By Charles Dhewa
In spite of efforts to improve market linkages and direct income to farmers, most African markets continue to be constrained by a disorganized supply of commodities. While the main problem with formal markets like supermarkets is taking fewer volumes and paying farmers peanuts after a long time, for open markets a major handicap is the lack of standard guidelines for diverse commodities flowing into the market daily.
This increases post-harvest losses. As if that is not enough, there are no defined roles and responsibilities – a farmer can be a trader, one can be a farmer- trader or a trader can masquerade as a farmer. Besides rendering the movement of commodities chaotic, becomes difficult to understand the whole ecosystem.
Rampant exploitation of farmers
Due to circumstances beyond their control, farmers tend to be exploited in the market especially by local authorities through limiting trading hours. For example, in the Mbare market of Harare, farmers are expected to sell all their commodities within five hours (5 am to 12 pm) irrespective of quantities the farmer will have brought to the market and market performance on that particular day.
Among those coming up with marketing by-laws, no one has ever traded commodities worth USD1000 within five hours. If a farmer brings 200 sacks of butternuts selling at USD50, s/he is expected to sell the whole consignment worth USD1000 from 5 am to 12 pm. Where can you find a business worth USD1000 being done within five hours?
This is the scenario in most African urban markets where, as time moves, farmers are forced to offer their commodities at give-away prices. In fact, there is a deliberate stance by middlemen to wait for the closing time and start buying when farmers have no option. The same happens in the morning as the market opens for trading.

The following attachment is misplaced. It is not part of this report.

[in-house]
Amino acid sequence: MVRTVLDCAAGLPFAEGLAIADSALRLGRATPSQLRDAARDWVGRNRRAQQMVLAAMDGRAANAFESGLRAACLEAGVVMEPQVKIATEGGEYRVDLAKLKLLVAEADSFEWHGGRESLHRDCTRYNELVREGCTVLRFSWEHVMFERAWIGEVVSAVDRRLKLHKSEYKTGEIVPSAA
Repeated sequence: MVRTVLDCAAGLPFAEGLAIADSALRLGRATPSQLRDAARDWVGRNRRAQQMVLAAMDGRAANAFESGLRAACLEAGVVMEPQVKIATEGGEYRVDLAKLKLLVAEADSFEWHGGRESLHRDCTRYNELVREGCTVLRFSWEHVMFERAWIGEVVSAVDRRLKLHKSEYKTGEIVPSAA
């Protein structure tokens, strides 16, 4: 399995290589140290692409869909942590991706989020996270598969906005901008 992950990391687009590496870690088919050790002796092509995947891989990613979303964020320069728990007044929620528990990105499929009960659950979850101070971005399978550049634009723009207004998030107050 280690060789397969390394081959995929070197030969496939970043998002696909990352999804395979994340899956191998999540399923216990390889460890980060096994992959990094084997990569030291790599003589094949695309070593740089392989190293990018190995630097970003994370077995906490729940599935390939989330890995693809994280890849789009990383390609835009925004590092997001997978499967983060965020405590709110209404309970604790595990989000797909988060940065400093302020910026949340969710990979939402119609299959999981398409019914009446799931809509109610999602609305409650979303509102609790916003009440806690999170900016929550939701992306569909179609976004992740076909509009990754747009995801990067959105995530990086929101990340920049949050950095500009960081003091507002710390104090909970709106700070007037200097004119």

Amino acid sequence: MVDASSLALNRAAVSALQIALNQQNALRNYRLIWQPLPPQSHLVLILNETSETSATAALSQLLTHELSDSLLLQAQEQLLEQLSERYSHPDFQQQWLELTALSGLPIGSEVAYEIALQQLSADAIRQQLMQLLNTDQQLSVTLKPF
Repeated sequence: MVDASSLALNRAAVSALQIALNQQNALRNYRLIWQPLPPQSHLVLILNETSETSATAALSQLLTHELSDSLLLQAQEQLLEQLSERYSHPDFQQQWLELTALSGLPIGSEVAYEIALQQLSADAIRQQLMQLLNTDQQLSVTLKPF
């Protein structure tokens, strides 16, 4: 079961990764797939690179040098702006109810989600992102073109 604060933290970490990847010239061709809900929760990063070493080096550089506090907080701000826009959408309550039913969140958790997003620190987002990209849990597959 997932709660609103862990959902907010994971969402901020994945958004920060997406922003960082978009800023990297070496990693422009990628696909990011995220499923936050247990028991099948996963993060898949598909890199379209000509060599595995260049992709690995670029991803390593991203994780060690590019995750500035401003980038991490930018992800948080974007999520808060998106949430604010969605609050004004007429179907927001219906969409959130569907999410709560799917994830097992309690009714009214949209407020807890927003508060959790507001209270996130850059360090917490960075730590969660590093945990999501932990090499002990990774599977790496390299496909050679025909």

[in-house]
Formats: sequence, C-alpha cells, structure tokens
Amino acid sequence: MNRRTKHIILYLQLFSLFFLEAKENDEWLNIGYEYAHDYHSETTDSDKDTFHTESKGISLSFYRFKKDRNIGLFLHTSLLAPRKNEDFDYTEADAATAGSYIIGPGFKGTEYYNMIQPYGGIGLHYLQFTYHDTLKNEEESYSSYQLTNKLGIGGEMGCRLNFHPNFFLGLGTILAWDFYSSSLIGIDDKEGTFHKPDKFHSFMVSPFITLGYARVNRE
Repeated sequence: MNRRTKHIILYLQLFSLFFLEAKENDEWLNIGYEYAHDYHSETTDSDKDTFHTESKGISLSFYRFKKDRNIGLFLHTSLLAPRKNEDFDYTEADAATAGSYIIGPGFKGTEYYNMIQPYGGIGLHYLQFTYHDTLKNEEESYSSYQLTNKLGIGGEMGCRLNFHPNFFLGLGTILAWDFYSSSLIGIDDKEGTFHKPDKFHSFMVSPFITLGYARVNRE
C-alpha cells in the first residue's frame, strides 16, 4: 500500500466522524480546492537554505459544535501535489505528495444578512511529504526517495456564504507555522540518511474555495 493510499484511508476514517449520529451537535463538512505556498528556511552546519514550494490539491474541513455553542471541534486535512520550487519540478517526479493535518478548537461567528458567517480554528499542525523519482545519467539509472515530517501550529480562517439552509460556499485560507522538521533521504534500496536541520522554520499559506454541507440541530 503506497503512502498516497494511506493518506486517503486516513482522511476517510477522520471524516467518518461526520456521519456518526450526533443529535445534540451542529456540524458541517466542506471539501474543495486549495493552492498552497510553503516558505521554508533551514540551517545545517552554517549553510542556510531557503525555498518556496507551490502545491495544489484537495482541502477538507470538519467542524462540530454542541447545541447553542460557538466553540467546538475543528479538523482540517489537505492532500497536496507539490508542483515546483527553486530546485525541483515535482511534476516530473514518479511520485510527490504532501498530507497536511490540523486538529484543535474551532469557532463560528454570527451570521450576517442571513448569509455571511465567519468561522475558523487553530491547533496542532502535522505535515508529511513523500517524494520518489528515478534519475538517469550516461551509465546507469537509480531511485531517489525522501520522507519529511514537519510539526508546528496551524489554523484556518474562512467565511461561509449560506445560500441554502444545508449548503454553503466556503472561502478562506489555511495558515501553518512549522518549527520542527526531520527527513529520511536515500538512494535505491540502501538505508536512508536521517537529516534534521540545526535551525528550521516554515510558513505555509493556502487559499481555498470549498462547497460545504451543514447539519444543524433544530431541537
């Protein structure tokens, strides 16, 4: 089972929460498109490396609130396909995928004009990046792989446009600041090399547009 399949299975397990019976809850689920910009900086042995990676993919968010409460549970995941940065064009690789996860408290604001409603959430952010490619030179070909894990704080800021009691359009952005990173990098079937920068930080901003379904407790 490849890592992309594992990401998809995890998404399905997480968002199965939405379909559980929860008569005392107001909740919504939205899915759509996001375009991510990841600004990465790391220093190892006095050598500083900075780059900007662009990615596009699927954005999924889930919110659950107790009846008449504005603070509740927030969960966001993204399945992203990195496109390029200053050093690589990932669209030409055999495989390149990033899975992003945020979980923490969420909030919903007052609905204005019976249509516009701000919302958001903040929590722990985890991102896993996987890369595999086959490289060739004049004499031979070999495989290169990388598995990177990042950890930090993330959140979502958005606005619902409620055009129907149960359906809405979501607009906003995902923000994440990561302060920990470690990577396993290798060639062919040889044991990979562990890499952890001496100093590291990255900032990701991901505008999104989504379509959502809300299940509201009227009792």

Middlemen rush to buy from farmers when farmers are not sure about the quantities of commodities coming into the market that day in terms of whether the quantities will push prices up or down. As farmers become risk-averse, they offer commodities to middlemen only for prices of the same commodities to start rising when farmers are still in the market but will have sold to middlemen. Pressures on the farm also force farmers to give their commodities to middlemen before the market settles only to discover that prices may actually increase after just a few hours.
Opportunities for using the market to manage shocks
An ideal situation, being explored by eMkambo across Africa is where the market is able to control shocks. This entails creating a closed market where, contrary to the open market where all commodities that come on the day are sold in a hurry, the closed market regulates the flow of commodities into the market in line with demand through a booking system. Rather than every farmer coming to the market, the market should sell commodities on behalf of the farmers who should spend more time doing what they know best. That is how competition between farmers or suppliers can be managed and avoid cases where buyers take advantage of the competition between farmers or suppliers.